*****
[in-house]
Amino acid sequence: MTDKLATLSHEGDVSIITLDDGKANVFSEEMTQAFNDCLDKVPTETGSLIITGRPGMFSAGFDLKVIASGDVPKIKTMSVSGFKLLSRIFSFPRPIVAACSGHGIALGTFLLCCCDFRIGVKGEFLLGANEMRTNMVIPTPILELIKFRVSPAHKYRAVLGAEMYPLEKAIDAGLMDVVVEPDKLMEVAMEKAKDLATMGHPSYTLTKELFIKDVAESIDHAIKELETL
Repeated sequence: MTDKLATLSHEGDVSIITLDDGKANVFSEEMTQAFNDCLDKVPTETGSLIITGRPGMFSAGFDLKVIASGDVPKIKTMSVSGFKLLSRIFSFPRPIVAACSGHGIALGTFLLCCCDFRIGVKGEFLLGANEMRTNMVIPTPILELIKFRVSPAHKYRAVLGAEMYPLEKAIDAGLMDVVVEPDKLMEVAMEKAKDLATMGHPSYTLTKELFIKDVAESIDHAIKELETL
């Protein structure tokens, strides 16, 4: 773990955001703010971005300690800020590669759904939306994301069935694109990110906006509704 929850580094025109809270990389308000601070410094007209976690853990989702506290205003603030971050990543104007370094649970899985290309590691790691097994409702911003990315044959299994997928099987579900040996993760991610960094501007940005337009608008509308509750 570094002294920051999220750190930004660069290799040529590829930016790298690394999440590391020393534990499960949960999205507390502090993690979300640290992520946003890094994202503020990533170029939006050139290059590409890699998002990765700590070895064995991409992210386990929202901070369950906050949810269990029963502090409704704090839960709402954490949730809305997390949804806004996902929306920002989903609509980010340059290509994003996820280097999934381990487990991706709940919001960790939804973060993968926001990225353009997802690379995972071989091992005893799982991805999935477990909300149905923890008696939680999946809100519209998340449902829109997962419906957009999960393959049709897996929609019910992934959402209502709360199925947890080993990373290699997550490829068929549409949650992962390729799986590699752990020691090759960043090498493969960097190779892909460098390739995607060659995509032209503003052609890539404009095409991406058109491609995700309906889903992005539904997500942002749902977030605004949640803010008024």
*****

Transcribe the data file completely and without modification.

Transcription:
[in-house]
Amino acid sequence: MTDKLATLSHEGDVSIITLDDGKANVFSEEMTQAFNDCLDKVPTETGSLIITGRPGMFSAGFDLKVIASGDVPKIKTMSVSGFKLLSRIFSFPRPIVAACSGHGIALGTFLLCCCDFRIGVKGEFLLGANEMRTNMVIPTPILELIKFRVSPAHKYRAVLGAEMYPLEKAIDAGLMDVVVEPDKLMEVAMEKAKDLATMGHPSYTLTKELFIKDVAESIDHAIKELETL
Repeated sequence: MTDKLATLSHEGDVSIITLDDGKANVFSEEMTQAFNDCLDKVPTETGSLIITGRPGMFSAGFDLKVIASGDVPKIKTMSVSGFKLLSRIFSFPRPIVAACSGHGIALGTFLLCCCDFRIGVKGEFLLGANEMRTNMVIPTPILELIKFRVSPAHKYRAVLGAEMYPLEKAIDAGLMDVVVEPDKLMEVAMEKAKDLATMGHPSYTLTKELFIKDVAESIDHAIKELETL
């Protein structure tokens, strides 16, 4: 773990955001703010971005300690800020590669759904939306994301069935694109990110906006509704 929850580094025109809270990389308000601070410094007209976690853990989702506290205003603030971050990543104007370094649970899985290309590691790691097994409702911003990315044959299994997928099987579900040996993760991610960094501007940005337009608008509308509750 570094002294920051999220750190930004660069290799040529590829930016790298690394999440590391020393534990499960949960999205507390502090993690979300640290992520946003890094994202503020990533170029939006050139290059590409890699998002990765700590070895064995991409992210386990929202901070369950906050949810269990029963502090409704704090839960709402954490949730809305997390949804806004996902929306920002989903609509980010340059290509994003996820280097999934381990487990991706709940919001960790939804973060993968926001990225353009997802690379995972071989091992005893799982991805999935477990909300149905923890008696939680999946809100519209998340449902829109997962419906957009999960393959049709897996929609019910992934959402209502709360199925947890080993990373290699997550490829068929549409949650992962390729799986590699752990020691090759960043090498493969960097190779892909460098390739995607060659995509032209503003052609890539404009095409991406058109491609995700309906889903992005539904997500942002749902977030605004949640803010008024």